A second, indexed edition by Edward T. Dunn
618 pages (softcover)
With a robust, four-part, 32-page Index by Buffalo History Museum Assistant Librarian Amy Miller and an Introduction to the Second Edition by Buffalo History Museum Research Librarian Cynthia Van Ness, there is finally excellent access to this encyclopedic book’s amazing contents, street by street, family by family.
The decades between the Mexican War and the beginning of World War I revolutionized America’s cities. Industrial prosperity produced an astonishing proliferation of capitalists and industrialists positioned to garner a disproportionate share of the profits. These noveau riches erected magnificent mansions, creating aristocratic residential thoroughfares in cities like Chicago, Boston and Buffalo, of which Delaware Avenue was surely among the most magnificent. Classic Delaware Avenue ran two and a quarter miles, from Niagara Square to Chapin – now Gates – Circle. Four generations of inter-Avenue marriages created a closely knit, complicated cousinry. Encyclopedic in scope, Buffalo’s Delaware Avenue: Mansions and Families is an immense book of facts that covers Buffalo’s grandest Avenue.
Discover the tales behind these mansions and their illustrious families.
About the authors…
Edward T. Dunn was born in Orange, New Jersey, in 1925, where he attended parochial grammar and high school before entering the Society of Jesus in the summer of 1943. After college at Woodstock, Maryland, he taught Latin, English and German at Regis High School in New York City from 1950 to 1953, returning to Woodstock to study theology. Ordained in 1956, he came to Canisius College in Buffalo, New York, in 1958, where he taught religion, moderated the Little Theatre, and earned a Masters degree in History in 1964. He received a Ph.D. in History from the University of rochester in 1969. At Canisius College, Father Dunn taught courses on Colonial America, the American Revolution, the Federalist Era, the Age of Jackson, America between the Civil war and World War I, and American Railroads. He wrote A History of Railroads in Western New York and History of the Park Club, among other books, as well as many articles. He retired from teaching in 1991, but continued to gold, ride his bicycle and cheer on the Buffalo Bills until his death in 2013.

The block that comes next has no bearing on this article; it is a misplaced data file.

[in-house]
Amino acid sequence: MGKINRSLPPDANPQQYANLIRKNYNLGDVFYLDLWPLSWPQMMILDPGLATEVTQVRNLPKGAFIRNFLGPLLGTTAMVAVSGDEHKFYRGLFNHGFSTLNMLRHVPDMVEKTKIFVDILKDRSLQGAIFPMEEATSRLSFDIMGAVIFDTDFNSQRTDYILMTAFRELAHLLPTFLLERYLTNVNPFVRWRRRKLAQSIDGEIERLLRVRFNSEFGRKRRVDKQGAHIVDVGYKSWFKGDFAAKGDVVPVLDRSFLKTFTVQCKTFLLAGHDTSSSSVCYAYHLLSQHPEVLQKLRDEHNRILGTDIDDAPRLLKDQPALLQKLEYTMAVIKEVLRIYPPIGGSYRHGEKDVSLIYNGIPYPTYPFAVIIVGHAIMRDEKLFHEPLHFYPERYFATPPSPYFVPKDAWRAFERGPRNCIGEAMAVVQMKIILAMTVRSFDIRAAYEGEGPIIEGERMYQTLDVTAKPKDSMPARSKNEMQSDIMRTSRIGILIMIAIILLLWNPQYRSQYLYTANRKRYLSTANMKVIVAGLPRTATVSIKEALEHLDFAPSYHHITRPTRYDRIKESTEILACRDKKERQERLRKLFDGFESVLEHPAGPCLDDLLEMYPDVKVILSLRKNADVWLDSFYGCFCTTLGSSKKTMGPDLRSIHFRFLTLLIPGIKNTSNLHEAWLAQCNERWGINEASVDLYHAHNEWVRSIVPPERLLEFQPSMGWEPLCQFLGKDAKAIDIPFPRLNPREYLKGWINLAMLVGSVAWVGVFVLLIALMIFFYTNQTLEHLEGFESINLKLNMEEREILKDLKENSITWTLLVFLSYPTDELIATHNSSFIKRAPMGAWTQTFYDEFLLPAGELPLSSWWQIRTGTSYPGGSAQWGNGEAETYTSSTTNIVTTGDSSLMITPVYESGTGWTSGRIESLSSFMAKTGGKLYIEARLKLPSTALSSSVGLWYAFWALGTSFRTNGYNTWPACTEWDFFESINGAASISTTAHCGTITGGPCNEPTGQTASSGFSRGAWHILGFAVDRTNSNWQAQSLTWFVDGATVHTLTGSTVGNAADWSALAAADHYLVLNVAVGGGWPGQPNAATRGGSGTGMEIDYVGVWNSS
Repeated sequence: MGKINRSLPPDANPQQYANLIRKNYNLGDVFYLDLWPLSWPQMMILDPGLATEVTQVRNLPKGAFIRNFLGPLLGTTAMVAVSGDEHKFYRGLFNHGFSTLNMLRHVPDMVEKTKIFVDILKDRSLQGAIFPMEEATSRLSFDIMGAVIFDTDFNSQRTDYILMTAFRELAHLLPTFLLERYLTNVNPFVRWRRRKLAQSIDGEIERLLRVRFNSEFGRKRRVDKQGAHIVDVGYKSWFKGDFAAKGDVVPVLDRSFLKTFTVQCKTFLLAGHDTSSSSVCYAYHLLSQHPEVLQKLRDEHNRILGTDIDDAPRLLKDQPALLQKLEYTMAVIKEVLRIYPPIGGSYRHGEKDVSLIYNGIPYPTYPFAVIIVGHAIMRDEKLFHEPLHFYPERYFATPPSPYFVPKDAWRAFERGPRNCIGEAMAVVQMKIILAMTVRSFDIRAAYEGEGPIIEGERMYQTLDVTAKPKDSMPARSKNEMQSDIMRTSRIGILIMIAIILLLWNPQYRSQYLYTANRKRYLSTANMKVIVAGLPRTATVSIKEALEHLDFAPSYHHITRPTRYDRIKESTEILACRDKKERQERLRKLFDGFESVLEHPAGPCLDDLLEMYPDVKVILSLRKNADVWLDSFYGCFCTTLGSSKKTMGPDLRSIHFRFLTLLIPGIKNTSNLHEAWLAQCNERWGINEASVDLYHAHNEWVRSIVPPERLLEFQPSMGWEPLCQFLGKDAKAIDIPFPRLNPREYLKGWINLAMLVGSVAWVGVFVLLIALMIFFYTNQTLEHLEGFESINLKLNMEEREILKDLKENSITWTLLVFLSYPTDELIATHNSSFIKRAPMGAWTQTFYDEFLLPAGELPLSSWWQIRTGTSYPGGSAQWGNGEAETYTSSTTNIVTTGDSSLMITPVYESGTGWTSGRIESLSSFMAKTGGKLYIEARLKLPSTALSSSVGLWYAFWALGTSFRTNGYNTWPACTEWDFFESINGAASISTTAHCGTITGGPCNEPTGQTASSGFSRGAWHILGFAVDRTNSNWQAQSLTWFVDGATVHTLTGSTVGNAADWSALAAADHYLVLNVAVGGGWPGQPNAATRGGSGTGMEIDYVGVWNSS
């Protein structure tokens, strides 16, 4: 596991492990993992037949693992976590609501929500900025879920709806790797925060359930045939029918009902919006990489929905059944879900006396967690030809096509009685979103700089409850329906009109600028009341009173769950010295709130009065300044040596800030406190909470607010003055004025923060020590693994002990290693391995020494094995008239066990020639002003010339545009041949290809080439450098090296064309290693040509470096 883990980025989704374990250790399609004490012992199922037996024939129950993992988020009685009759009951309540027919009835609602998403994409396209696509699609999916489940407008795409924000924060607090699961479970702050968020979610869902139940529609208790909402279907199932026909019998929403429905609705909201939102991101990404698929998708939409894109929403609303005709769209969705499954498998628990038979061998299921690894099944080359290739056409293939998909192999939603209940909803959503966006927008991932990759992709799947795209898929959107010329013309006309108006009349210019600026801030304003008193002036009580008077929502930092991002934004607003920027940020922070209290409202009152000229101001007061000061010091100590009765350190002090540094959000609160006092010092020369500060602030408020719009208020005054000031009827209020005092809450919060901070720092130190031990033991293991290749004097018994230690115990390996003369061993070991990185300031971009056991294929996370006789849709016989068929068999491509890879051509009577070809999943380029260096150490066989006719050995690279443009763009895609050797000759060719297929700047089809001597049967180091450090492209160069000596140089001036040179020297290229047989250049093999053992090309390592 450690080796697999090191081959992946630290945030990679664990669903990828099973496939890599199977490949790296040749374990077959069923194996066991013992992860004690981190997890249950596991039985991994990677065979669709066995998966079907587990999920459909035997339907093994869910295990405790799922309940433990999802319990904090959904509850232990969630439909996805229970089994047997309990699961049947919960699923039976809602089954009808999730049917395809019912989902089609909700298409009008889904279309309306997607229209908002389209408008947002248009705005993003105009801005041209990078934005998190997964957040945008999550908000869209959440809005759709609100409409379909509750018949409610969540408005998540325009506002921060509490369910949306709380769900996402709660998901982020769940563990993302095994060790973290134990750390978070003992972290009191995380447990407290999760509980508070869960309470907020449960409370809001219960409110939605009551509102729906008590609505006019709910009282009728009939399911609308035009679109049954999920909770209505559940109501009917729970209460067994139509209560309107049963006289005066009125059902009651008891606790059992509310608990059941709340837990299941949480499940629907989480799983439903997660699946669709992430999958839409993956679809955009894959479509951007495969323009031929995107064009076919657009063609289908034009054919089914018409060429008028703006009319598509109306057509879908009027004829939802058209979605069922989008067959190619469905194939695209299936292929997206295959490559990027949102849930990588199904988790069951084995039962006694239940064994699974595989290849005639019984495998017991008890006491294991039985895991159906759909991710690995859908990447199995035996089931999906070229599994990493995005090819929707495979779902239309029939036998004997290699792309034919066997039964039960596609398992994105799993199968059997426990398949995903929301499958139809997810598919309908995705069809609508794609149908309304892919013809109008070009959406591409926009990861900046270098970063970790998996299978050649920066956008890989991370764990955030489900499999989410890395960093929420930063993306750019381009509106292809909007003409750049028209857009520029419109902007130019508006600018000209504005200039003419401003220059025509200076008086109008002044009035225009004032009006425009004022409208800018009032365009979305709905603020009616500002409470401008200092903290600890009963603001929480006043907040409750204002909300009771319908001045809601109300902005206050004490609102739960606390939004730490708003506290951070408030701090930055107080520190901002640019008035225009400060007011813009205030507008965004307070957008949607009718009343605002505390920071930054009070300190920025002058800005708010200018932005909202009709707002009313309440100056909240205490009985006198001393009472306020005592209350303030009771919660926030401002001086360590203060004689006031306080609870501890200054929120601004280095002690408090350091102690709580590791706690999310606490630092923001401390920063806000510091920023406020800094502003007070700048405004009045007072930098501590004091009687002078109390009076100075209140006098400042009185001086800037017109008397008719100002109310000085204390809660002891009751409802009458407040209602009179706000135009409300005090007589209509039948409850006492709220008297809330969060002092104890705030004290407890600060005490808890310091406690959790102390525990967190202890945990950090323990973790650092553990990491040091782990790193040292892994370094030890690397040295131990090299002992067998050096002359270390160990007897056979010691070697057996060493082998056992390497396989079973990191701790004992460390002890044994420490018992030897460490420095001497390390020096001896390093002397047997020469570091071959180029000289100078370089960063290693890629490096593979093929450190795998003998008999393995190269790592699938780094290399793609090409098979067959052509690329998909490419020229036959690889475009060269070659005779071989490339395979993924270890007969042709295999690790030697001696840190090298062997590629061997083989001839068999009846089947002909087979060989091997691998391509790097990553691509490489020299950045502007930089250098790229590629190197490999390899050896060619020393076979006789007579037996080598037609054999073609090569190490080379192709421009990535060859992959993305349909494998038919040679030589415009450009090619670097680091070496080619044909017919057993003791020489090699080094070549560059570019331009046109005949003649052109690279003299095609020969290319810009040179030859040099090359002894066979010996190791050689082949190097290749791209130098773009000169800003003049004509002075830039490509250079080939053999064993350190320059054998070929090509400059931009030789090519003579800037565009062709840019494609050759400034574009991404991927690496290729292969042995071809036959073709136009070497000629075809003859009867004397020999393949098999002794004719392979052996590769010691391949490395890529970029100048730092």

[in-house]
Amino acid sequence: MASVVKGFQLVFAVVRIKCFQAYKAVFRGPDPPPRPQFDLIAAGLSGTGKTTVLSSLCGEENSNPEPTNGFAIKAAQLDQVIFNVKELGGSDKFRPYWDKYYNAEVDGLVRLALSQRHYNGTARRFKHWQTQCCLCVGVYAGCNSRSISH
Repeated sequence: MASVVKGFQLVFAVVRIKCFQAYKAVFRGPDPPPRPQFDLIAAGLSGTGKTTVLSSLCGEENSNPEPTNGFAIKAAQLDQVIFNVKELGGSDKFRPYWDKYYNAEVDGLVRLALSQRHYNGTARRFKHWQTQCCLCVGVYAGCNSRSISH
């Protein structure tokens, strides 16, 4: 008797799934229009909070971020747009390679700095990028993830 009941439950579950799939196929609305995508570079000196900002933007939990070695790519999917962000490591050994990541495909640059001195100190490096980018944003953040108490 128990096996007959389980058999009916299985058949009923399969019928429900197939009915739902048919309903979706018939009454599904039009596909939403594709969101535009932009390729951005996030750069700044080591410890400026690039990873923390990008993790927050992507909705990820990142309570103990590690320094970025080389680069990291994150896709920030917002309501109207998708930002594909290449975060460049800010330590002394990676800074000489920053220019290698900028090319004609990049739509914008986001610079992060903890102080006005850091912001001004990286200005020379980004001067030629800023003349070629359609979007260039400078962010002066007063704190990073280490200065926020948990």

Cynthia Van Ness earned a Bachelor’s degree in Art History from SUNY/Empire State College and a Masters in Library and Information Science from the University of Buffalo. Her first job upon receiving her graduate degree was at the Buffalo & Erie County Public Library, where she worked for thirteen years. Half of those years were in the Grosvenor Room, the local history and genealogy collection, where she developed research and reference expertise in the people, places, things and history of Buffalo. She was appointed Director of Library & Archives at the Buffalo History Museum in October, 2007. On her own time, she is the author of Victorian Buffalo (1999), Quotable Buffalo (2011), and the creator of BuffaloResearch.com, a guide to researching ancestors, buildings, and companies in Buffalo.
Amy Miller currently works at the Buffalo History Museum Research Library as the Assistant Librarian and Archivist and is a part-time professor at University of Buffalo. She earned a Masters in Library and Information Science from the University of Buffalo in December, 2011 and an Advanced Certificate in Library and Information Science in December, 2014.